ANCHORAGE, Alaska – There will be a fully funded cross-country ski team at the University of Alaska Anchorage this school year, but all bets are off when it comes to evaluating priorities across the athletic department for next year. That’s the word from University of Alaska Anchorage (UAA) officials as the Alaska Legislature drags through its latest special session with no final budget yet approved.
As FasterSkier previously reported, this spring saw the UAA nordic ski team concerned for its future in light of a suddenly impoverished oil-dependent state budget. Its head coach reached out to local supporters, insisting that ski teams are “usually the first on the chopping block” when it comes to making budget decisions.
These fears were in large part driven by mathematical reality: the UAA Athletic Department had been instructed to institute cuts of $1.7 million to an overall department budget of $10.5 million. This amount represented roughly 16 percent of the overall budget, and as much as one third of the total general dollars that the department receives annually.
Last week, as the Alaska Legislature continued its tortuous progression toward passing a budget for the upcoming fiscal year that begins on July 1, UAA got the $1.7 million back.
As the Alaska Dispatch News recently reported, the University of Alaska Board of Regents last Friday approved a budget that saw decreases in state funding and would lead to hundreds of layoffs across the university system. But the budget also made less severe cuts than had been expected, reducing the university budget by $15 million rather than a feared $50 million. While the overall budget has still been reduced, the budget that was passed came as good news to university administrators who had been preparing for even more reductions.
Or as UAA Athletic Director Keith Hackett told FasterSkier in a phone interview Friday afternoon, a cut of “15 million is still a lot, but it’s less than 50 million.”
Hackett was pleased to say that, within the UAA athletic department, “nobody will be affected” for the upcoming school year. (The state budget the Alaska Legislature is currently finessing is for the 2017 fiscal year, which begins on July 1, 2017. UAA sports for the 2016/2017 school year, which occurs entirely within the 2017 fiscal year, resume in August 2017.)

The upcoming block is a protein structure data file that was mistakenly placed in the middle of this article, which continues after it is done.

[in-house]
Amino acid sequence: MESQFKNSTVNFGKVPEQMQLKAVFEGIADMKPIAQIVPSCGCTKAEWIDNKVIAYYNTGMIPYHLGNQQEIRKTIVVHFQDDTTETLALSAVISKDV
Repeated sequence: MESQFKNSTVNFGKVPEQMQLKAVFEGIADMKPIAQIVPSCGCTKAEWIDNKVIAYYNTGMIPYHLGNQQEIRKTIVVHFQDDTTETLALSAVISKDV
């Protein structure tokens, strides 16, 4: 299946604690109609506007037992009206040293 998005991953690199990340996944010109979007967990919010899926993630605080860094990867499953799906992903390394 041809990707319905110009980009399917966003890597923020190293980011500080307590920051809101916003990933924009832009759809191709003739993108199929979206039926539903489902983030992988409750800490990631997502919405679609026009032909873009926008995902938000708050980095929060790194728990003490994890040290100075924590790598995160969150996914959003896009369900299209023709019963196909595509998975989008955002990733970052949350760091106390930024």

Hackett emphasized that the return of the $1.7 million in athletic department funding was a short-term solution, and not a permanent reprieve. “I still believe that some time in the coming year we’re going to have to make some very tough decisions,” Hackett said. “We’re just postponing the challenging decisions we have to make.”
“I still believe that some time in the coming year we’re going to have to make some very tough decisions. We’re just postponing the challenging decisions we have to make.” — UAA Athletic Director Keith Hackett
The next step will be for the athletics department, like virtually all other components of the University of Alaska system, to go through the Strategic Pathways process, a budget analysis and restructuring program that aims to evaluate all programs within the University of Alaska system, cut some, and consolidate others. The increase in funding, Hackett explained, was “one-time money to cover what our reduction was going to be. … That would allow us to go through the Strategic Pathways process” during the coming school year.
The state’s other NCAA ski program, at the University of Alaska Fairbanks, previously told FasterSkier, “we’ve been assured that it’s business as usual through 2017.”
UAA Head Nordic Coach Andrew Kastning, in a Monday phone interview with FasterSkier, deferred to Hackett for an official statement on the budget process or its implications. But he did say he was relieved.
“I am quite relieved to have some stability moving into next year and a chance to work with some bright incoming and returning athletes that are on the ski team,” Kastning said. “We’re a very young team for next year … so perhaps having some stability moving forward, and to know that I’ll get to help develop that, is a great opportunity. … It’ll be a new experience for me – I’ve never had a team this young. I look forward to the places they can go.”
The UAA roster includes at least six incoming freshmen, with Hailey Swirbul being one of the most boldface additions. Swirbul, a junior skier from Aspen, Colo., who represented the U.S. at the 2015 Junior World Championships in Almaty, Kazakhstan, signed a national letter of intent with UAA in November 2015.
She is joined by freshman women Michaela Keller-Miller and Hannah Rudd of Loppet Nordic Racing, Canadian Natalie Hynes, Bjørk Hågensen of Bozeman, Mont., and Sweden’s Zacke Torreson for the men.
Swirbul and her teammates join a ski team that is fully funded for now, but which may be going through a similar funding exercise again during the upcoming school year, with an unknown outcome and uncertain future. The return of funding from the Alaska Legislature “gives us a little bit of a reprieve,” Hackett said. “But the time will come again, later in the year, that we have to make those decisions again.”
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Gavin Kentch wrote for FasterSkier from 2016–2022. He has a cat named Marit.